Instead, that album came in late 1981, when “Arc of a Diver” kickstarted his solo career big time. He teamed up with Texan songwriter Will Jennings to provide lyrics for a batch of great songs like “Second Hand Woman,” “Night Train” and the melodic title song. It was truly a one-man tour de force, with Winwood playing all the instruments himself. The leadoff track, “While You See a Chance,” peaked at #7 in the US, beginning his decade-long commercial success here, and the album reached #3. A retrospective review on AllMusic gushed, “Utterly unencumbered by the baggage of his long years in the music business, Winwood reinvented himself as a completely contemporary artist on this outstanding album.”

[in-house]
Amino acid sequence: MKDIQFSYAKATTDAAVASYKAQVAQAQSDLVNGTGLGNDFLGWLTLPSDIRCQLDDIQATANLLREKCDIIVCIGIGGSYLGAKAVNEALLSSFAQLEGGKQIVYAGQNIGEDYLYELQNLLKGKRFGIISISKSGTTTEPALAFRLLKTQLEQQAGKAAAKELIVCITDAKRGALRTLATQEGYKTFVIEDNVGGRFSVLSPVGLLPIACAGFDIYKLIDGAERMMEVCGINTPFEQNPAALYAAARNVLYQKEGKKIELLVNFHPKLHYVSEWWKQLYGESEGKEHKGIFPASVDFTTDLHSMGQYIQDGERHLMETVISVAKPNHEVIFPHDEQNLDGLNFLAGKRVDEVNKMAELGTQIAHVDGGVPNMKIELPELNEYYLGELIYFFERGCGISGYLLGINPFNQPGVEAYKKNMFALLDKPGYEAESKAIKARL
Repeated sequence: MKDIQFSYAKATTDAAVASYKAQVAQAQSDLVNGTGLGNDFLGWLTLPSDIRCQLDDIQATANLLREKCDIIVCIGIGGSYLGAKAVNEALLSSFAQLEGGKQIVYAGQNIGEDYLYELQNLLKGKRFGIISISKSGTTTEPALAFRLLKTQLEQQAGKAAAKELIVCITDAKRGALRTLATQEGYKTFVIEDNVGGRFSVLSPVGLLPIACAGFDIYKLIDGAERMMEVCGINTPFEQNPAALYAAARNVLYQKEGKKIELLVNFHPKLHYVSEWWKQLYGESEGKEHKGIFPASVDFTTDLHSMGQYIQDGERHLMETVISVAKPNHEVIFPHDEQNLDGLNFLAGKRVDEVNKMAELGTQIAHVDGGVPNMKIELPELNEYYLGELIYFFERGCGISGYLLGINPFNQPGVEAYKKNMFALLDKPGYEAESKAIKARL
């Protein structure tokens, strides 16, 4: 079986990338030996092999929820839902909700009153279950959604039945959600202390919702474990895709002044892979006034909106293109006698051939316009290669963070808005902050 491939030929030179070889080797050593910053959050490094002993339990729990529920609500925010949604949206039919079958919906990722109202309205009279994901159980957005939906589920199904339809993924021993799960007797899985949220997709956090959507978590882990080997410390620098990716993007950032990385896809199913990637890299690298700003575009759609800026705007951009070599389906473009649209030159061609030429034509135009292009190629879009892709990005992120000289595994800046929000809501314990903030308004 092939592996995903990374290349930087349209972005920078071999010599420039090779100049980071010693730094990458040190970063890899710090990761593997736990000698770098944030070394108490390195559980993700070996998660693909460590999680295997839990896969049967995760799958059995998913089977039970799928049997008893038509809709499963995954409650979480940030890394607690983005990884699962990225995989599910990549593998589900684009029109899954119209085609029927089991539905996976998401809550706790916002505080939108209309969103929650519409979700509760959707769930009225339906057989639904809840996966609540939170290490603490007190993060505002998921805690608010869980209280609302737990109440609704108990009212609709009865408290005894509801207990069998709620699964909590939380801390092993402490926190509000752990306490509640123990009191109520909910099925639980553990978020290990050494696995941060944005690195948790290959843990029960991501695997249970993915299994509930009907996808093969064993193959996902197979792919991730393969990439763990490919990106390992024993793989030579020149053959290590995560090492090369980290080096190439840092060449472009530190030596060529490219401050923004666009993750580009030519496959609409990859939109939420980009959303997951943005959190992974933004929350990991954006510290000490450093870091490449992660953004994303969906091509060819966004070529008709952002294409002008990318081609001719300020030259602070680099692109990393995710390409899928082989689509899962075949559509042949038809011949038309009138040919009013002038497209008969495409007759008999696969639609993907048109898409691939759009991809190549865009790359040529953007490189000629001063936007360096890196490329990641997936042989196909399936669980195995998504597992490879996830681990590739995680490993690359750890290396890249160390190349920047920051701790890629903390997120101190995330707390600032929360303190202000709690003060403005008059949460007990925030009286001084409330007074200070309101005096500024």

I never quite understood why the 1982 follow-up LP, “Talking Back to the Night,” didn’t equal its predecessor’s success, at least in the US, where it stalled at #28. Songs like “Big Girls Walk Away,” “Help Me Angel” and the amazing title song deserved more attention, as did “Valerie,” which did finally reach #9 five years after initial release when it was remixed and included on Winwood’s “Chronicles” collection.

A period of soul-searching and a divorce resulted in a move to New York, where he teamed up with some marquis players like Nile Rodgers, Joe Walsh, Chaka Khan and James Taylor and veteran producer Russ Titelman to make the outstanding, award-winning “Back in the High Life” album. Three hit singles — “The Finer Things,” “Back in the High Life Again” and the Grammy winner “Higher Love” — helped put the album at #3 in 1986. I loved this album for its crisp production and satisfying songs.

He concluded his commercial period in 1988 with his only #1 album, “Roll With It,” and another trio of Top Ten singles: “Roll With It” (strongly reminiscent of Junior Walker’s ’60s hit “Shotgun”), “Don’t You Know What the Night Can Do” and “Holding On.”